British geography shouldn't be particularly hard to learn; after all, it is not a very large country, and it has been politically and linguistically stable for at least three hundred years, meaning that names of places are unlikely to have changed. On top of that, the capital city of London is the only genuinely large city in global terms - and there are only two if you count those with over a million residents (Birmingham being the other one). The climate is fairly uniform across the nation, with minor variations from north to south; notably there is a little more rain up north and a smidge more sun down south.
However, many people (including many Brits) not only don't know basic British geography, they also don't even know what counts as British. Technically, Britain refers to the land of the British Isles, which includes Ireland by some estimations and not others, as well as the Isle of Wight, Isle of Man, the Hebrides and others. The United Kingdom is the political entity that includes multiple smaller nations: England, Northern Ireland, Scotland, Wales, and a number of territories and dependencies.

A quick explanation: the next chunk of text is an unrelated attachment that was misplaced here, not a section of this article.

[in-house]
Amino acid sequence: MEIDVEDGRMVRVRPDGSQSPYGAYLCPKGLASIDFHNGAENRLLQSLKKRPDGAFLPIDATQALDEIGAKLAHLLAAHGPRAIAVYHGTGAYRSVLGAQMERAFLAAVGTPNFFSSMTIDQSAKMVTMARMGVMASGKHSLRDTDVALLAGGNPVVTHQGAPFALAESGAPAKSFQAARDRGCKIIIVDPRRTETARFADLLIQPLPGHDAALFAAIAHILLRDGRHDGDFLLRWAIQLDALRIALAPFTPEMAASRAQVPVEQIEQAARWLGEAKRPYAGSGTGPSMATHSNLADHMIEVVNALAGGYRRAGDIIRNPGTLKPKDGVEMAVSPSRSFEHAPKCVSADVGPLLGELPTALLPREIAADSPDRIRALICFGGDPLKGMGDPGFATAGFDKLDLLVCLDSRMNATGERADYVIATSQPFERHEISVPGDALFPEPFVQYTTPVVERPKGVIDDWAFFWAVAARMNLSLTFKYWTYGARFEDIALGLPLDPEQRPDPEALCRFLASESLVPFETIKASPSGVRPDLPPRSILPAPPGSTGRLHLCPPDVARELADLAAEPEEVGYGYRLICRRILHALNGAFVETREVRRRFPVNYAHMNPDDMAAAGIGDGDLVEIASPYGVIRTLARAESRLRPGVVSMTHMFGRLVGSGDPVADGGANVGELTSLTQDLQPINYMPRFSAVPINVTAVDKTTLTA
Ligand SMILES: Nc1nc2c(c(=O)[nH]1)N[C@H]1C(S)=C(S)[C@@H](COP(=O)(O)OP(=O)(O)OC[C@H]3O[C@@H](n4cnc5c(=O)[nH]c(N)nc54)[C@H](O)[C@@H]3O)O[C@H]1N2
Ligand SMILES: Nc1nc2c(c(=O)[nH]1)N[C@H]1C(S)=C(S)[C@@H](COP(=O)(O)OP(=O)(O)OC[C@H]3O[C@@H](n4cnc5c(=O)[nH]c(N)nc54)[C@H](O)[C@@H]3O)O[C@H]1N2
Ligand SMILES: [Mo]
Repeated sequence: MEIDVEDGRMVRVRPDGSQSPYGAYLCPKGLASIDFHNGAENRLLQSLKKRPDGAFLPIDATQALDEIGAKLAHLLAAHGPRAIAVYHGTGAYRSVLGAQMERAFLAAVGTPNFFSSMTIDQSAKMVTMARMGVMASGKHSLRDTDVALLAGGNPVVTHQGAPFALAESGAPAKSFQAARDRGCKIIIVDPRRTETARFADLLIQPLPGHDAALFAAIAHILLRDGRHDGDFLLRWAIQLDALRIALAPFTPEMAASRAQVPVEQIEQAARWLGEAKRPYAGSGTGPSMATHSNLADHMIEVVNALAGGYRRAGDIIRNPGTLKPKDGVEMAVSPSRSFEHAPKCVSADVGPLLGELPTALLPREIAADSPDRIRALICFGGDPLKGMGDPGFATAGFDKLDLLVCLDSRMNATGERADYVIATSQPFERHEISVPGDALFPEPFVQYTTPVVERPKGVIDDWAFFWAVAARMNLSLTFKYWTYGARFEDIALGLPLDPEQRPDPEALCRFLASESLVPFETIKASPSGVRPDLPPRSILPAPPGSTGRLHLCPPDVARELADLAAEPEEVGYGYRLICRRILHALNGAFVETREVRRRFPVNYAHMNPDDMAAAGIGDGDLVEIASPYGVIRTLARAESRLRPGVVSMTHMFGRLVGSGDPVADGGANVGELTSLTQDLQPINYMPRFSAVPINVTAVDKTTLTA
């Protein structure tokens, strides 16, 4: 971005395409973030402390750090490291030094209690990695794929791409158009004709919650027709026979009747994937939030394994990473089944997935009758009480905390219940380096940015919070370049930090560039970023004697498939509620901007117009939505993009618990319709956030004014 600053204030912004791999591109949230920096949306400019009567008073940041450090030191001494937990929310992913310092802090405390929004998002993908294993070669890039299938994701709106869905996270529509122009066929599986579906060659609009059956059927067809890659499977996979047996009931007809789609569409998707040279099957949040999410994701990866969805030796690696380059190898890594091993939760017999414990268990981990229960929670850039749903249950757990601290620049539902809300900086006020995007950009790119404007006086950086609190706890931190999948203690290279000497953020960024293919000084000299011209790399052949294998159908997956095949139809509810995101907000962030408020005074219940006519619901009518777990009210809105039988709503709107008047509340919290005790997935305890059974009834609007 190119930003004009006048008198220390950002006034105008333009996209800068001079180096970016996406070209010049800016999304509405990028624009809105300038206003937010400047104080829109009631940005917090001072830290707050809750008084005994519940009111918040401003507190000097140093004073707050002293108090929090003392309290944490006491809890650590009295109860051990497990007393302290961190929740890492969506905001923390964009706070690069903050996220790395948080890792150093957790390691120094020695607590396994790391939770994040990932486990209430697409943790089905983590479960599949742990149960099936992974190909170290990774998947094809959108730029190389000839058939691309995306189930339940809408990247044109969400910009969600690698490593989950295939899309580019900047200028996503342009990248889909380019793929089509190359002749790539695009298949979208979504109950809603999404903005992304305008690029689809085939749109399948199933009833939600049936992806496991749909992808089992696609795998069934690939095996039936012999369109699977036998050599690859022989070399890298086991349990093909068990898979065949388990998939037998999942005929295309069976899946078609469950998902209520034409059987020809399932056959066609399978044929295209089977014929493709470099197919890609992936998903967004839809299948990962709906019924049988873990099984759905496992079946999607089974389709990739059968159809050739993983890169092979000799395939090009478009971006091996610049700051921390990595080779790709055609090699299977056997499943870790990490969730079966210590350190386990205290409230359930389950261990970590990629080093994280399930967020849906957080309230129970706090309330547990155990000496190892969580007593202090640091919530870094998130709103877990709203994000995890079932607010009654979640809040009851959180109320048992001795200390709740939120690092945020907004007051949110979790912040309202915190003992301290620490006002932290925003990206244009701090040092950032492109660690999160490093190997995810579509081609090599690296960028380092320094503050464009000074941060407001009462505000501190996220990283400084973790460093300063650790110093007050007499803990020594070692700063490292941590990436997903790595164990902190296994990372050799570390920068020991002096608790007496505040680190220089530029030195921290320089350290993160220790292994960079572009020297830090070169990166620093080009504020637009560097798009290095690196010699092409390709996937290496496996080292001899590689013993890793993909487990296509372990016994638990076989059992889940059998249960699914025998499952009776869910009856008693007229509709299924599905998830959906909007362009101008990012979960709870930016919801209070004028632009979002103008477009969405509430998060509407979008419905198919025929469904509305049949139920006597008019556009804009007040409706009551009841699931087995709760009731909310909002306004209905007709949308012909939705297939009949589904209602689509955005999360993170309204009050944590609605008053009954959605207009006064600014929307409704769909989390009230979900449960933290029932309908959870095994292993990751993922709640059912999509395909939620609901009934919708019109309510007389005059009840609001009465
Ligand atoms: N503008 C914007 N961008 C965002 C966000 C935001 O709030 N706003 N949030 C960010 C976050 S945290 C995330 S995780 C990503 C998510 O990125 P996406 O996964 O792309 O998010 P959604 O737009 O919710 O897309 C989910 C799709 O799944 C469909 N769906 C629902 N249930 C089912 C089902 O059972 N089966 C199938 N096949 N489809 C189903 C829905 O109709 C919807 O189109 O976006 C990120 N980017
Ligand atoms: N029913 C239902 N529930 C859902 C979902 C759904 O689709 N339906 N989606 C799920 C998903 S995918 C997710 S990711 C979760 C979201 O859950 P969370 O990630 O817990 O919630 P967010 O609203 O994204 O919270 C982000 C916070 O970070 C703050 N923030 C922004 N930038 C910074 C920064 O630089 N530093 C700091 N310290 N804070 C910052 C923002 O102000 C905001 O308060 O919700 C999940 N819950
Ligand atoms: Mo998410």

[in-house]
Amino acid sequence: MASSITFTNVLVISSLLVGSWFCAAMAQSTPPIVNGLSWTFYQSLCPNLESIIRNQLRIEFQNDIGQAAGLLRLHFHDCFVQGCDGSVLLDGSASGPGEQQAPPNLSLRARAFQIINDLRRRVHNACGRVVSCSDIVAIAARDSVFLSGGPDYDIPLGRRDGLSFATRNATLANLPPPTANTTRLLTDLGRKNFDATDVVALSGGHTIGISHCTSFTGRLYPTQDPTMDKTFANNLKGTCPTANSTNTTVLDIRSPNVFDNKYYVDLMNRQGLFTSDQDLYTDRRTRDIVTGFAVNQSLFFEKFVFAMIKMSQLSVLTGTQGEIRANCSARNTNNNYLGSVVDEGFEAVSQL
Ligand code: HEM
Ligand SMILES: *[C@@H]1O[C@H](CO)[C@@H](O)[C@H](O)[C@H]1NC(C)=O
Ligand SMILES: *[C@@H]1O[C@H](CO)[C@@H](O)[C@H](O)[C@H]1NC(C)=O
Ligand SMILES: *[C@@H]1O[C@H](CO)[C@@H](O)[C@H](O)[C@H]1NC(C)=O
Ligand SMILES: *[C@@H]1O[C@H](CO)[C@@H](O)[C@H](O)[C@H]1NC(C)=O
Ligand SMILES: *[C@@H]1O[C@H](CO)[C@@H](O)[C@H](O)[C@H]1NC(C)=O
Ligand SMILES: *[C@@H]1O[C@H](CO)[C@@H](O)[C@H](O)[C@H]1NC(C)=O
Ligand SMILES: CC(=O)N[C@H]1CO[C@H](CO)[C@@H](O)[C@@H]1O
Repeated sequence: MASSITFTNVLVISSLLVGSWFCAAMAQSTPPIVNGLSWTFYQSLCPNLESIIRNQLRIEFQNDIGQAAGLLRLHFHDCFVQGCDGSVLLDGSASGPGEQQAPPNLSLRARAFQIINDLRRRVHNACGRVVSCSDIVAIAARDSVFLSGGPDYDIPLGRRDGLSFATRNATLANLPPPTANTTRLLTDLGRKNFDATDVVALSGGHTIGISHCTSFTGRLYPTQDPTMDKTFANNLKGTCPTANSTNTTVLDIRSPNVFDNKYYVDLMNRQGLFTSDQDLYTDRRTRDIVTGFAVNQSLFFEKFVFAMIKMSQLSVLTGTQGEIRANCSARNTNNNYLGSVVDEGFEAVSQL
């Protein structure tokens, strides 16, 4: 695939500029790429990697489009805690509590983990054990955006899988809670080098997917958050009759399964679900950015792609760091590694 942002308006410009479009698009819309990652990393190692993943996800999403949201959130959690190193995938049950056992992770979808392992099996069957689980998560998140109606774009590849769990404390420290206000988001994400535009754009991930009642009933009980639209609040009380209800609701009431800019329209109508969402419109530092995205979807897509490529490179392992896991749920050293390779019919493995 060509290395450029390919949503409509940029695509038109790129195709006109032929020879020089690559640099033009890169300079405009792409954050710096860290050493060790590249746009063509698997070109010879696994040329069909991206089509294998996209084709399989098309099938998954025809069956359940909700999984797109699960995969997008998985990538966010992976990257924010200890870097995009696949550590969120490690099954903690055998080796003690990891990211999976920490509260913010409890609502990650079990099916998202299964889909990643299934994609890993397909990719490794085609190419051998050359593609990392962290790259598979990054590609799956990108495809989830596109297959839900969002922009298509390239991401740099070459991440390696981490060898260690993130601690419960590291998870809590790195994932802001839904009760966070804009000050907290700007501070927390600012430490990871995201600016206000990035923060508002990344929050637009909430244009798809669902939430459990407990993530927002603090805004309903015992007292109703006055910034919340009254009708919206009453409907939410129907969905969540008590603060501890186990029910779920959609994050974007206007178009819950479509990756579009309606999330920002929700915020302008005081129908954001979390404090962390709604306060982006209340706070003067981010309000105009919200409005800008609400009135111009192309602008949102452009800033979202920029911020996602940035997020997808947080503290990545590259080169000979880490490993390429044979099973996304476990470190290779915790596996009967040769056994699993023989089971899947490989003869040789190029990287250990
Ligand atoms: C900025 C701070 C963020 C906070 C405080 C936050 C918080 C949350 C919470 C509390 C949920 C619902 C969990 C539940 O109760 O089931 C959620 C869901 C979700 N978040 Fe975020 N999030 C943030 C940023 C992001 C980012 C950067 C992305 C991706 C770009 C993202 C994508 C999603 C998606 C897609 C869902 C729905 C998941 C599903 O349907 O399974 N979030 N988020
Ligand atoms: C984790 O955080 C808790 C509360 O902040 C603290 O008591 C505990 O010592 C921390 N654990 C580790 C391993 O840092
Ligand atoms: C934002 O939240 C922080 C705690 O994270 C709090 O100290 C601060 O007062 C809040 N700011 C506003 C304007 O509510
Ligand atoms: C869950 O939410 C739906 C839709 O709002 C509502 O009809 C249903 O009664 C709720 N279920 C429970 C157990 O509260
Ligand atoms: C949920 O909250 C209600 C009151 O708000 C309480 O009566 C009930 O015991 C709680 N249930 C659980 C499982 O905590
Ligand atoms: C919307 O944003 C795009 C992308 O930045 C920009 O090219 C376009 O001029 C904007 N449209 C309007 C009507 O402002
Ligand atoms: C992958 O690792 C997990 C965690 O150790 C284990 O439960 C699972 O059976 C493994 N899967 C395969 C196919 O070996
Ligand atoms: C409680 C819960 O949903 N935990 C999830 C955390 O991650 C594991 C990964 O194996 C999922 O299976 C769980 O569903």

Now that we've covered the basics, let's get to the specifics, and see how good your British geography really is!